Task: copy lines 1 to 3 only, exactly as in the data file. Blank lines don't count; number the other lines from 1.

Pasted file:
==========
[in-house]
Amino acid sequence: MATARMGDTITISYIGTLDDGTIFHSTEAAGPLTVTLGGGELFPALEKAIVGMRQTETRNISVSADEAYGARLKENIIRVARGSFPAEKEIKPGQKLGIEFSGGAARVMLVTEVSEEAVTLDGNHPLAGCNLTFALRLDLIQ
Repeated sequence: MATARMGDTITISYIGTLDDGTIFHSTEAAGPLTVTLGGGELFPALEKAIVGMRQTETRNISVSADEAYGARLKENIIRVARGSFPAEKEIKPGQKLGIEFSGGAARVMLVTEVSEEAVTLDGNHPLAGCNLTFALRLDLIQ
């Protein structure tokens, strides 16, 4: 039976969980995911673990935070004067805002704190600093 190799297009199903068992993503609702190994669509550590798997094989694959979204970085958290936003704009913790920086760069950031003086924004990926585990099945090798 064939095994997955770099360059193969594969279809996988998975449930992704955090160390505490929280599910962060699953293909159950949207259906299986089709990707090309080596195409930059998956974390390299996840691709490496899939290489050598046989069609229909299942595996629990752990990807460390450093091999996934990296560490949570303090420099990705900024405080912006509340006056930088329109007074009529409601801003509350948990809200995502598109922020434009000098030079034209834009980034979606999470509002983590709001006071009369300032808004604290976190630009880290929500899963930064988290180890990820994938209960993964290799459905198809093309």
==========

[in-house]
Amino acid sequence: MATARMGDTITISYIGTLDDGTIFHSTEAAGPLTVTLGGGELFPALEKAIVGMRQTETRNISVSADEAYGARLKENIIRVARGSFPAEKEIKPGQKLGIEFSGGAARVMLVTEVSEEAVTLDGNHPLAGCNLTFALRLDLIQ
Repeated sequence: MATARMGDTITISYIGTLDDGTIFHSTEAAGPLTVTLGGGELFPALEKAIVGMRQTETRNISVSADEAYGARLKENIIRVARGSFPAEKEIKPGQKLGIEFSGGAARVMLVTEVSEEAVTLDGNHPLAGCNLTFALRLDLIQ